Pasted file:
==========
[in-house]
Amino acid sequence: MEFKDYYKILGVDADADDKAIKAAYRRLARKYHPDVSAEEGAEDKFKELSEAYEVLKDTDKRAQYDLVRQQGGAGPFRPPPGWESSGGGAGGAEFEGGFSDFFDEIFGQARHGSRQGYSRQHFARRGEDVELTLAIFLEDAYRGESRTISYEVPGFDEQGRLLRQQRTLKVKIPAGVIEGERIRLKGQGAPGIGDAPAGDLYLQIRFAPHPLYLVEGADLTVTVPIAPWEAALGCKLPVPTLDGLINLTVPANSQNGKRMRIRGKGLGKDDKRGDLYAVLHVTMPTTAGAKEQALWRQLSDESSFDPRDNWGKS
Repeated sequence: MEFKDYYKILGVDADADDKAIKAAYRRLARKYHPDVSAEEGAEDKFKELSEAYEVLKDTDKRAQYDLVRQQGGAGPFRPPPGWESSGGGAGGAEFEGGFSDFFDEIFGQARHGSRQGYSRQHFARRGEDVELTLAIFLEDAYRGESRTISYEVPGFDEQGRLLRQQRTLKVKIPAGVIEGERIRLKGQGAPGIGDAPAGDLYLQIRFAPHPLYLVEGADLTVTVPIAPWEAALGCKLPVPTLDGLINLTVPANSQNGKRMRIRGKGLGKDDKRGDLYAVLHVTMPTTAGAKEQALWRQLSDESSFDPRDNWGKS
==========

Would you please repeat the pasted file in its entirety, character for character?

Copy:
[in-house]
Amino acid sequence: MEFKDYYKILGVDADADDKAIKAAYRRLARKYHPDVSAEEGAEDKFKELSEAYEVLKDTDKRAQYDLVRQQGGAGPFRPPPGWESSGGGAGGAEFEGGFSDFFDEIFGQARHGSRQGYSRQHFARRGEDVELTLAIFLEDAYRGESRTISYEVPGFDEQGRLLRQQRTLKVKIPAGVIEGERIRLKGQGAPGIGDAPAGDLYLQIRFAPHPLYLVEGADLTVTVPIAPWEAALGCKLPVPTLDGLINLTVPANSQNGKRMRIRGKGLGKDDKRGDLYAVLHVTMPTTAGAKEQALWRQLSDESSFDPRDNWGKS
Repeated sequence: MEFKDYYKILGVDADADDKAIKAAYRRLARKYHPDVSAEEGAEDKFKELSEAYEVLKDTDKRAQYDLVRQQGGAGPFRPPPGWESSGGGAGGAEFEGGFSDFFDEIFGQARHGSRQGYSRQHFARRGEDVELTLAIFLEDAYRGESRTISYEVPGFDEQGRLLRQQRTLKVKIPAGVIEGERIRLKGQGAPGIGDAPAGDLYLQIRFAPHPLYLVEGADLTVTVPIAPWEAALGCKLPVPTLDGLINLTVPANSQNGKRMRIRGKGLGKDDKRGDLYAVLHVTMPTTAGAKEQALWRQLSDESSFDPRDNWGKS